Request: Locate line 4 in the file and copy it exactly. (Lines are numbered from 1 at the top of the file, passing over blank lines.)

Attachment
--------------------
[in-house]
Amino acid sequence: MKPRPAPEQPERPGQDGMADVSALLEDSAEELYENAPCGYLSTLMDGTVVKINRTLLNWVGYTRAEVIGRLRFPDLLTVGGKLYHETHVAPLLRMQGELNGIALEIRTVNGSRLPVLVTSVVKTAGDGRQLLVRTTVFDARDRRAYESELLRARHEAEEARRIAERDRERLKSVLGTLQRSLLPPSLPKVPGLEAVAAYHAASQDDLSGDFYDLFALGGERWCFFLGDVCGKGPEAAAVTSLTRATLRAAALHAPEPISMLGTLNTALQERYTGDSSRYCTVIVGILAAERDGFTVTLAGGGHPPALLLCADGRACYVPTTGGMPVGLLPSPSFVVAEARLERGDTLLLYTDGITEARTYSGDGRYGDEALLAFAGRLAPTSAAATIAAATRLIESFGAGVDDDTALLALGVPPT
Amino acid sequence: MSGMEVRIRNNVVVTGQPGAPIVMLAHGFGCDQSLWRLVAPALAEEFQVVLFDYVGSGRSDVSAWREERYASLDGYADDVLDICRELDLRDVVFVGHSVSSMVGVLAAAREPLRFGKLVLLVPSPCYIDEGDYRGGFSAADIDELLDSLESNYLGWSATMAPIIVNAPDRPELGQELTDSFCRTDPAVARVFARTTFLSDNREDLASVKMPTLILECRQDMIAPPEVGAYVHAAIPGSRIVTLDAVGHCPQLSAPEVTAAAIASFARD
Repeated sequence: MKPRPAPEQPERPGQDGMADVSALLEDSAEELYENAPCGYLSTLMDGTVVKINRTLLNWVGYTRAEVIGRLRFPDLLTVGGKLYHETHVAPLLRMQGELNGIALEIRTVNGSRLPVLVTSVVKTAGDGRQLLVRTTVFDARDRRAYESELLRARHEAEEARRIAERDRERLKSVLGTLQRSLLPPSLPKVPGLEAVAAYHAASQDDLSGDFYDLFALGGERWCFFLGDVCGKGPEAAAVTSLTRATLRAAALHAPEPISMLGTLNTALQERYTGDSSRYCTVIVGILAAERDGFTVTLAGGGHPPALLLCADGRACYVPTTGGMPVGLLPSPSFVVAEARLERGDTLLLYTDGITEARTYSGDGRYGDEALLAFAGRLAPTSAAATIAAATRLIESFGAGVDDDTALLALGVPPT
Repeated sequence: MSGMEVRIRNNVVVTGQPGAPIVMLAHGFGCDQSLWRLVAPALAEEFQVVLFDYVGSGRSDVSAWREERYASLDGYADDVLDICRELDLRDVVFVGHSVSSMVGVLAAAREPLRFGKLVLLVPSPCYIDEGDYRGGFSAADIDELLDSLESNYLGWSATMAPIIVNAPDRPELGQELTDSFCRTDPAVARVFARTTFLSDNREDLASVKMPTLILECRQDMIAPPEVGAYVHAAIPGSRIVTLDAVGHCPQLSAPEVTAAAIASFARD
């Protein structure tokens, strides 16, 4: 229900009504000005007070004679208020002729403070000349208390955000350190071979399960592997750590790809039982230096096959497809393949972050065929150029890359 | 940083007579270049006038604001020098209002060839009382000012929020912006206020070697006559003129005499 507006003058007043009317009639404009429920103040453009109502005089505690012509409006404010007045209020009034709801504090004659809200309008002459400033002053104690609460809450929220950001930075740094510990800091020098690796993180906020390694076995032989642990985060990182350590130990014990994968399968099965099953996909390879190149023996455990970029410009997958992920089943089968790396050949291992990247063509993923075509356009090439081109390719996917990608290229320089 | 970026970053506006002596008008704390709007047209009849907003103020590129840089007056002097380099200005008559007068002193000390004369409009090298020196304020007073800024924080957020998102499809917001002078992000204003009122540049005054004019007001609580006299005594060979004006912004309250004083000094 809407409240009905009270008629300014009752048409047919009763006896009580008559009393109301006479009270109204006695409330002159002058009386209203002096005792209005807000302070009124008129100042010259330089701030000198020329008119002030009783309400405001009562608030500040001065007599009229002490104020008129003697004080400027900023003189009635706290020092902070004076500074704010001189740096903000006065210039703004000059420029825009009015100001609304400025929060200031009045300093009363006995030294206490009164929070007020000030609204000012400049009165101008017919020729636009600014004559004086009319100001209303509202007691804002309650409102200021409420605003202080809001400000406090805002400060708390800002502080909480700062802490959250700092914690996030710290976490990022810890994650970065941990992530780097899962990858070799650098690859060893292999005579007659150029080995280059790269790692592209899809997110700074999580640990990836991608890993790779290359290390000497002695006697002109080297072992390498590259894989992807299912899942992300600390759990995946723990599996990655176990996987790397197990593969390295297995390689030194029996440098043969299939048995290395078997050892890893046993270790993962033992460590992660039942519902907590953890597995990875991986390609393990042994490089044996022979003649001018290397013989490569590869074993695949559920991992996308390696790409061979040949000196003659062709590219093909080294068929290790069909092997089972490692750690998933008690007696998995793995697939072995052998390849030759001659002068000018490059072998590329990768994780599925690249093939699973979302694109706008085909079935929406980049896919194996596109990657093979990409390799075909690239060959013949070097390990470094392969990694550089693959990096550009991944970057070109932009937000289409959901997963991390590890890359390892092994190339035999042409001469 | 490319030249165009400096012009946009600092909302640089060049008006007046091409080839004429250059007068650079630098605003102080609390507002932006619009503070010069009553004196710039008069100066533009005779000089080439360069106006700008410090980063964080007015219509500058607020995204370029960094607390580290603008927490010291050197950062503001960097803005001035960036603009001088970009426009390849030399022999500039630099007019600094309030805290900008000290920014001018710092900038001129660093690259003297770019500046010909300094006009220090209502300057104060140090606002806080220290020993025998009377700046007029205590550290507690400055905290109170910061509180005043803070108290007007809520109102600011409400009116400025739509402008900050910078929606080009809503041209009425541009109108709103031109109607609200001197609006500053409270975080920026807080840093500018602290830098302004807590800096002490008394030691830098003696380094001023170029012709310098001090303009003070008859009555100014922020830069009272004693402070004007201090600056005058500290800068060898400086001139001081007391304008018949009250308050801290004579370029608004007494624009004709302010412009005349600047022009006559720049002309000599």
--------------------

Repeated sequence: MKPRPAPEQPERPGQDGMADVSALLEDSAEELYENAPCGYLSTLMDGTVVKINRTLLNWVGYTRAEVIGRLRFPDLLTVGGKLYHETHVAPLLRMQGELNGIALEIRTVNGSRLPVLVTSVVKTAGDGRQLLVRTTVFDARDRRAYESELLRARHEAEEARRIAERDRERLKSVLGTLQRSLLPPSLPKVPGLEAVAAYHAASQDDLSGDFYDLFALGGERWCFFLGDVCGKGPEAAAVTSLTRATLRAAALHAPEPISMLGTLNTALQERYTGDSSRYCTVIVGILAAERDGFTVTLAGGGHPPALLLCADGRACYVPTTGGMPVGLLPSPSFVVAEARLERGDTLLLYTDGITEARTYSGDGRYGDEALLAFAGRLAPTSAAATIAAATRLIESFGAGVDDDTALLALGVPPT